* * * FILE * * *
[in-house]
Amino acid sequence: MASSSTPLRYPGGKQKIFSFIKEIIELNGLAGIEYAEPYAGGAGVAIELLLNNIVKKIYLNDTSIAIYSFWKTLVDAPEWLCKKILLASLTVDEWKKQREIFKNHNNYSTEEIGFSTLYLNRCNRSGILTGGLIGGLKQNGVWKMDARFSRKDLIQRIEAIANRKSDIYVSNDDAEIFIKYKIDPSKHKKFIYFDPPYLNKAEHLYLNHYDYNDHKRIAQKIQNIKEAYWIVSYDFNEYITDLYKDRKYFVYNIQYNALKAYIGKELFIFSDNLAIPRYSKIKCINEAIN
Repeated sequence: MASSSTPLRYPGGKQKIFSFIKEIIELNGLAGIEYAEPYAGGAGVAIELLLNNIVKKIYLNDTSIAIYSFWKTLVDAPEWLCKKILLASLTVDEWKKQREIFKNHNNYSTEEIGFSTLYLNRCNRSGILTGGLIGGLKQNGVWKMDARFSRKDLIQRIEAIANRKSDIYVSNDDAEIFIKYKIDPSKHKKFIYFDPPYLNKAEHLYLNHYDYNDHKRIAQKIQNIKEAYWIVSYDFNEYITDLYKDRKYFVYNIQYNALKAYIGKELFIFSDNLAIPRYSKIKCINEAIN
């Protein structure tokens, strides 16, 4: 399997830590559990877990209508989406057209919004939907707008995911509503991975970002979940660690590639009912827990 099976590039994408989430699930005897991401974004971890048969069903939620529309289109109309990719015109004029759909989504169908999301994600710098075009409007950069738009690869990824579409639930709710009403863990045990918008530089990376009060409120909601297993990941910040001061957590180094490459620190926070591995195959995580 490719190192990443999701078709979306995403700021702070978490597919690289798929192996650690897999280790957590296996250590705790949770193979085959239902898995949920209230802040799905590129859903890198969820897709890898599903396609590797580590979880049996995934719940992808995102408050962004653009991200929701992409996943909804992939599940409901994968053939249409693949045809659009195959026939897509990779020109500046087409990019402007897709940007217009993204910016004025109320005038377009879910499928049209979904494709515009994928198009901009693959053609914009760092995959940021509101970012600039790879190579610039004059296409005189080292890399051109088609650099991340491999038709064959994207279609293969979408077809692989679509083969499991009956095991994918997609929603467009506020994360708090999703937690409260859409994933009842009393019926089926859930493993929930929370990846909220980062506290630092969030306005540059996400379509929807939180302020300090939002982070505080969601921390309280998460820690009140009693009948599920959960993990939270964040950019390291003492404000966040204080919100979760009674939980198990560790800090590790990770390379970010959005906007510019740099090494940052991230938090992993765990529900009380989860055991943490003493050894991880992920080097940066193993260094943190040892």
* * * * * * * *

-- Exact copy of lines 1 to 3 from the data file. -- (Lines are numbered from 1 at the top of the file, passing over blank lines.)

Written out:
[in-house]
Amino acid sequence: MASSSTPLRYPGGKQKIFSFIKEIIELNGLAGIEYAEPYAGGAGVAIELLLNNIVKKIYLNDTSIAIYSFWKTLVDAPEWLCKKILLASLTVDEWKKQREIFKNHNNYSTEEIGFSTLYLNRCNRSGILTGGLIGGLKQNGVWKMDARFSRKDLIQRIEAIANRKSDIYVSNDDAEIFIKYKIDPSKHKKFIYFDPPYLNKAEHLYLNHYDYNDHKRIAQKIQNIKEAYWIVSYDFNEYITDLYKDRKYFVYNIQYNALKAYIGKELFIFSDNLAIPRYSKIKCINEAIN
Repeated sequence: MASSSTPLRYPGGKQKIFSFIKEIIELNGLAGIEYAEPYAGGAGVAIELLLNNIVKKIYLNDTSIAIYSFWKTLVDAPEWLCKKILLASLTVDEWKKQREIFKNHNNYSTEEIGFSTLYLNRCNRSGILTGGLIGGLKQNGVWKMDARFSRKDLIQRIEAIANRKSDIYVSNDDAEIFIKYKIDPSKHKKFIYFDPPYLNKAEHLYLNHYDYNDHKRIAQKIQNIKEAYWIVSYDFNEYITDLYKDRKYFVYNIQYNALKAYIGKELFIFSDNLAIPRYSKIKCINEAIN